(Above) George A. Tripp House at 42 East Superior Street, along with 44 and 46 East Superior Street, location of Sunny Side Up and other businesses.
10-Mar-19 Three 19th century Victorian row houses on East Superior Street, once slated for demolition, may be safe from the wrecking ball by being in a newly-approved landmark district.
The Commission on Chicago Landmarks granted a preliminary designation on March 7 for the Near North Side Multiple Property District, a collection of 15 historic buildings, including the row houses, that were built soon after the Great Chicago Fire of 1871.
They are the best surviving small-scale residential buildings in the area, both in terms of historical integrity and architectural styles, said 42nd Ward Alderman Brendan Reilly, who worked to save the buildings. Together, these buildings tell the story of this portion of the Near North Side when it was a residential neighborhood of mansions, more modest homes, and small flats.
A 90-day demolition delay would have expired on March 9.
(Above) A view of the Near North Side as it appeared in Rand McNallys 1893 Birds-Eye Views and Guide to Chicago. Superior Street, including 42 East Superior Street, is visible at upper right. Ohio Street is at lower left and State Street is at upper left. (Click on image to view larger version.)
$50 million of Chinese investors money allegedly missing
Though Reilly rejected plans for a 42-story mixed-use structure on the site, New York-based Symmetry Development still filed for a permit in 2018 to demolish the Superior Street row houses. The three directors of Symmetry Jason Ding, Jeffrey Laytin, and Bradley Reifler are now being sued in federal court by 90 Chinese-based investors who each put a minimum of $550,000 into the project.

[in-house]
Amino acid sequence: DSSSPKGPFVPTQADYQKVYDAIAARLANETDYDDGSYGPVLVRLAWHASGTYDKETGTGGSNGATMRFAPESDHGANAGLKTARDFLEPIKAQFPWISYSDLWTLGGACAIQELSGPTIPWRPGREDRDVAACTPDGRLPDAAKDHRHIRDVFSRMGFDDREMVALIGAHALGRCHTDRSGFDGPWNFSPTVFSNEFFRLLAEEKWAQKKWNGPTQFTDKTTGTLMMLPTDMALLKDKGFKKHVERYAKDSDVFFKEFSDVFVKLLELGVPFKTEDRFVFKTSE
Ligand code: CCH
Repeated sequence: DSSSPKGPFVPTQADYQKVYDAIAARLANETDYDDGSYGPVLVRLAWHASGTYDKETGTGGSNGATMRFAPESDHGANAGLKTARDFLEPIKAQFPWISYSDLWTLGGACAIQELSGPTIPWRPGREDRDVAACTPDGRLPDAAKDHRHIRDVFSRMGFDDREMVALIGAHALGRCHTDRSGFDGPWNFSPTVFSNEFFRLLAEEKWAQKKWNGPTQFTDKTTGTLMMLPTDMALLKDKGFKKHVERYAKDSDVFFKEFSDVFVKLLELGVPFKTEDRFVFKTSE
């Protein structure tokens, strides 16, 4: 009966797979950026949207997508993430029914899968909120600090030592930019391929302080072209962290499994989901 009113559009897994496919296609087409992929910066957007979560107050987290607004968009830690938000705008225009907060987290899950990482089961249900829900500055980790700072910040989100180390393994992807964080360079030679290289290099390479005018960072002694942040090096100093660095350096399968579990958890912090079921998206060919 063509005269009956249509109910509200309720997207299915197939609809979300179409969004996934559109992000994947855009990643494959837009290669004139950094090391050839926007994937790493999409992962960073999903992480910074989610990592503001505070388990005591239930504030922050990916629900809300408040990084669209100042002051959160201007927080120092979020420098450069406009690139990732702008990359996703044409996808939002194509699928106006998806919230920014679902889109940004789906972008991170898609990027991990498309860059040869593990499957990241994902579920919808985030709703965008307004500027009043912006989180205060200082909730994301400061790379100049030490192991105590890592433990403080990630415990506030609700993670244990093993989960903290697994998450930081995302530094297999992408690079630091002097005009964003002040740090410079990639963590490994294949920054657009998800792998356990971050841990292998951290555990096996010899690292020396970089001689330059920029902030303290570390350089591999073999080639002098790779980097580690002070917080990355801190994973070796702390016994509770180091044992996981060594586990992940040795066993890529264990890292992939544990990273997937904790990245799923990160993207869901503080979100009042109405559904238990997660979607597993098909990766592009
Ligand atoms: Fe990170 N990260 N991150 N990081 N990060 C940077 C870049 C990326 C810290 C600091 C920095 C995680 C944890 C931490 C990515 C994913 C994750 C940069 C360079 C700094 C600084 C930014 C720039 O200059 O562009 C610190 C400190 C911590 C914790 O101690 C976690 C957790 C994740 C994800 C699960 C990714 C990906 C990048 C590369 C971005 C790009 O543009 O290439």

The project was rejected in 2017 but an attorney for the investors says the money was never returned. Doug Litowitz says he believes the money is not being returned by Symmetry because it has already been spent.
Symmetry Development has spent all $49.5 million of the Chinese investors money and they claim that the project is alive, submitted to the city, and they are working to satisfy the alderman, said Litowitz (left). All of that is lies.
Litowitz has filed a motion in United States District Court to compel Symmetry to disclose the location of the $49.5 million. He is also asking a federal judge to freeze the developers assets.
The Chinese had invested their money in the project in order to secure American visas through a federal program known as the EB-5 visa immigrant investor program.
Other properties in the landmark district include...
642 North Dearborn Street
17 East Erie Street
14 West Erie Street
110 West Grand Avenue
1 East Huron Street
671 North State Street
9 East Huron Street
10 East Huron Street
16 West Ontario Street
18 West Ontario Street
212 East Ontario Street
222 East Ontario Street
716 North Rush Street